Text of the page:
By Amrita Paul
Preeti Gupta wanted to be an actress for as long as she can remember. When she was just six, she was asked by her teacher what she wanted to become when she grows up.
“Sridevi. I told my teacher I wanted to be Sridevi,” says the actress, laughing.
Preeti, who stars in the critically acclaimed film, Unfreedom, as the closeted homosexual protagonist, Leela, adds that she was naturally drawn to the character because of the kind of turmoil she was going through.
“As actors, we yearn to portray the human condition and suffering and in this film, I got to explore an alternate sexuality as well. Looking back, it feels very gratifying because a several people from the LGBT community reached out to me, saying that they were moved and touched after watching the film,” says the actress, an alumnus of The Lee Strasberg Theatre & Film Institute in New York.
When it comes to how homosexuality is perceived the country, she adds, “I have seen that the urban educated crowds are more supportive in this regard, but the rural hinterlands still reek of homophobia. Acceptance is prevalent only in small pockets.”
Looking up to the likes of Tabu, Natalie Portman and Meryl Streep, Preeti, just one feature film old, wants to essay characters, who irrespective of the duration they appear for, bring something to the table.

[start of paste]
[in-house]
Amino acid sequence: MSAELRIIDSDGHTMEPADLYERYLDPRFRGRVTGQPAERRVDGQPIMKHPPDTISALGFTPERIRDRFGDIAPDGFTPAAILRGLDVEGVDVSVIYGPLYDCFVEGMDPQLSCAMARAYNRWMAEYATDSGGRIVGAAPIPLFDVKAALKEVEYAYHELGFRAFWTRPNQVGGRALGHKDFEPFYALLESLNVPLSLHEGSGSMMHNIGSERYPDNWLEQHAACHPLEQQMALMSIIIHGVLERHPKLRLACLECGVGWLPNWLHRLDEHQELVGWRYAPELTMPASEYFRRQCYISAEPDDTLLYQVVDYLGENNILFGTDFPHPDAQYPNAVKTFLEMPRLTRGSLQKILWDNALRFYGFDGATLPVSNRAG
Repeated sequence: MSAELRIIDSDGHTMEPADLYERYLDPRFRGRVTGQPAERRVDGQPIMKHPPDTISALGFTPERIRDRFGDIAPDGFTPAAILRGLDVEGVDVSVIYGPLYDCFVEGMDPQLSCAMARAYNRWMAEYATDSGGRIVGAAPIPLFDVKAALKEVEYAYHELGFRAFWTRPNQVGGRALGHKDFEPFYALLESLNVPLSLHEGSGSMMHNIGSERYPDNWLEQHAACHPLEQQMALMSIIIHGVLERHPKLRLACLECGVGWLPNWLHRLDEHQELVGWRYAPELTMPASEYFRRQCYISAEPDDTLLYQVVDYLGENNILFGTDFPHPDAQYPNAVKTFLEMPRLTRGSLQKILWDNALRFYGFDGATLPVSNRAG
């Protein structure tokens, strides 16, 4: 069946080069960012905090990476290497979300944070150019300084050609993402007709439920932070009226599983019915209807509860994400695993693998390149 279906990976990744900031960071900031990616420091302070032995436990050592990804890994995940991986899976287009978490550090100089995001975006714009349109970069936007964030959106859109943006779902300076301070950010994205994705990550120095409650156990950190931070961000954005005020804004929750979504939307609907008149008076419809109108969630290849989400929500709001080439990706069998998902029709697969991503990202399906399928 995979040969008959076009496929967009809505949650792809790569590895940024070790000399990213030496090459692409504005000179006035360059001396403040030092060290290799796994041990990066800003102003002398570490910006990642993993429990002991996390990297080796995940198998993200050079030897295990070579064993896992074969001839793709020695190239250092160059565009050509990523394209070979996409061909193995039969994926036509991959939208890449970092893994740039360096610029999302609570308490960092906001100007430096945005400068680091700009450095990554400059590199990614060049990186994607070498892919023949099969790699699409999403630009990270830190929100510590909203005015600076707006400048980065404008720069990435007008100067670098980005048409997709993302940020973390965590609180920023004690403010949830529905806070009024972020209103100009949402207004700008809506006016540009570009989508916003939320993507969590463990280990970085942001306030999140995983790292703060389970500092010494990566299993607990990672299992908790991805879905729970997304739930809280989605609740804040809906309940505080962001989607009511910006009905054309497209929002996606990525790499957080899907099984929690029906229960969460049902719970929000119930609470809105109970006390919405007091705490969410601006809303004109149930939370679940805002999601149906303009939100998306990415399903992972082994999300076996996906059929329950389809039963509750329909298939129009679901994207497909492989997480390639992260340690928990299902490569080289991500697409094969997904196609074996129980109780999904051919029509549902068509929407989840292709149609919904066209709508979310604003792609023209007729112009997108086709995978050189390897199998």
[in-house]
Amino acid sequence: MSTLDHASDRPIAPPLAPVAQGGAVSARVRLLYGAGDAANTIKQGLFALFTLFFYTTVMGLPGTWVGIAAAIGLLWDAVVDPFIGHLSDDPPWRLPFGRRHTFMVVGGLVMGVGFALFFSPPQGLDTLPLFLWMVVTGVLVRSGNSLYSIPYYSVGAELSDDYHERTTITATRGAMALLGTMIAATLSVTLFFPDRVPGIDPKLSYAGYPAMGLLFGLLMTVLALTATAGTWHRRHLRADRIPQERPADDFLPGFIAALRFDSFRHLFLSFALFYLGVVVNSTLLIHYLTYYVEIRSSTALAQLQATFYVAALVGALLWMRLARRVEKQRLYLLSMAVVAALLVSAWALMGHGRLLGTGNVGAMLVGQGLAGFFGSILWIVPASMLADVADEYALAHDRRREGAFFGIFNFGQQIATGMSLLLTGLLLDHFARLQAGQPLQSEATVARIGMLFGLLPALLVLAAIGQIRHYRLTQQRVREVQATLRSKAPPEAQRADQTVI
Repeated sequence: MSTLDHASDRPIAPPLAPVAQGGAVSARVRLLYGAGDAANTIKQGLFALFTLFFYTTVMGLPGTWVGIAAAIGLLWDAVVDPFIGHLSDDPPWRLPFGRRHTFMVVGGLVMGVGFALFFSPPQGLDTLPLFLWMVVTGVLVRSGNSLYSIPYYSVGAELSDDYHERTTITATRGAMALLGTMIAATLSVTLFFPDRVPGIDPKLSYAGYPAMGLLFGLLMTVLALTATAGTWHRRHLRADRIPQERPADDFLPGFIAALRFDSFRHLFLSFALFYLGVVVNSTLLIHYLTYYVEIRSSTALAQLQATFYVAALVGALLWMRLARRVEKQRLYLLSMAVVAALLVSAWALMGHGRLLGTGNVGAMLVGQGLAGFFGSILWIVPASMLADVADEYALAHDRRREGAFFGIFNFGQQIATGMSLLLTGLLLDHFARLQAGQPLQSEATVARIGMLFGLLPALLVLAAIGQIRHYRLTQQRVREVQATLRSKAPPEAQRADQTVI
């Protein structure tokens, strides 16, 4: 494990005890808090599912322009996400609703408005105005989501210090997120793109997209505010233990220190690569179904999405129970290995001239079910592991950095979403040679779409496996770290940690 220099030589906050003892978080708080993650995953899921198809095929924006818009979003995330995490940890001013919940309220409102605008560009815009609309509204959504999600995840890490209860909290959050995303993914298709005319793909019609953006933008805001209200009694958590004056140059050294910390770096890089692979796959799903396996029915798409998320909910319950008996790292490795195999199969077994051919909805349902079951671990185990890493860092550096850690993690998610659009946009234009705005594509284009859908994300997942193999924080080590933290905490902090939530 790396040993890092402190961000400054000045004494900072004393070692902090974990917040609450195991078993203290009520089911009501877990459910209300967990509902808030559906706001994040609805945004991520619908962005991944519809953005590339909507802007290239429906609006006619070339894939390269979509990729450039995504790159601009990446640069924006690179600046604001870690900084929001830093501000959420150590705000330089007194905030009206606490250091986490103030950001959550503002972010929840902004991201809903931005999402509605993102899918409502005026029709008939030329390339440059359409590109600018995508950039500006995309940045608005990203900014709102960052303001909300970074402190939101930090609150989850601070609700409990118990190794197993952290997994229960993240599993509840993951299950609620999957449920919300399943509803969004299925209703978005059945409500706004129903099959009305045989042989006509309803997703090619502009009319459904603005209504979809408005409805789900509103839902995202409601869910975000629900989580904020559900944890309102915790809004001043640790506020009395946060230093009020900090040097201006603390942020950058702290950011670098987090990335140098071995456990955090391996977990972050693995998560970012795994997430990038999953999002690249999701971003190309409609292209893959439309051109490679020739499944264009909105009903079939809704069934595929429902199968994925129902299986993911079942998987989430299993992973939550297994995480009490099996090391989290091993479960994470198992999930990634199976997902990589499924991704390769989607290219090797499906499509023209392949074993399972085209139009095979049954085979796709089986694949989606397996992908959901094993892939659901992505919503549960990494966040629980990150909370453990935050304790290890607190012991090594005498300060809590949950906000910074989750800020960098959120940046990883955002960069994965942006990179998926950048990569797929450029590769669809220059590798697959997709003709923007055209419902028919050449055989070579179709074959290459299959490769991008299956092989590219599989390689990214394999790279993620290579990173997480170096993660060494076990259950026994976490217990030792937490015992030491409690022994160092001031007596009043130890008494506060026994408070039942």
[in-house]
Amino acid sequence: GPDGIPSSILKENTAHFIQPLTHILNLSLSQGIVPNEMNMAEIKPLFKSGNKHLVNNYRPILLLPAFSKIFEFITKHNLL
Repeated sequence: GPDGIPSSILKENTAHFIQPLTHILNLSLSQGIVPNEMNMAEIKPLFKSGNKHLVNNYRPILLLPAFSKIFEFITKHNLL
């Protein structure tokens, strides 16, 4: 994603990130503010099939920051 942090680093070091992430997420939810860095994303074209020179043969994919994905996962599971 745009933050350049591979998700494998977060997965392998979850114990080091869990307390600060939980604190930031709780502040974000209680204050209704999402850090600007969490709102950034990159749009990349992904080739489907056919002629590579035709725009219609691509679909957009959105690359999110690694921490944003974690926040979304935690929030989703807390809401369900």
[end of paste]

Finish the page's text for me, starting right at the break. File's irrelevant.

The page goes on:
When it comes to depicting sex and sexuality on Indian celluloid, she observes that Indian filmmakers find it difficult to strike a balance.
“On most occasions, actors are either uncomfortable, or the scenes end up looking titillating and graceless. I think we are still finding our space in that regard.
“As someone trained in method acting, it helped me in Unfreedom, to research my character extensively, delve in to her background and live the story as it happened. I also developed a rapport with my co-actor during the rehearsals because a comfort factor is essential to make intimate scenes look as real as possible,” she adds.
While Preeti says, she is open for any kind of roles; she is also keen on choosing them meticulously. The next five years, seem like a mystery to her, which she is keen to unravel on the go.
“Apart from acting, I am also directing a play, Owl and Pussycat, which will open next May. I will also be working with the organization Inner Katha, on gender sensitization in corporate spaces through the use of theatre,” she adds.
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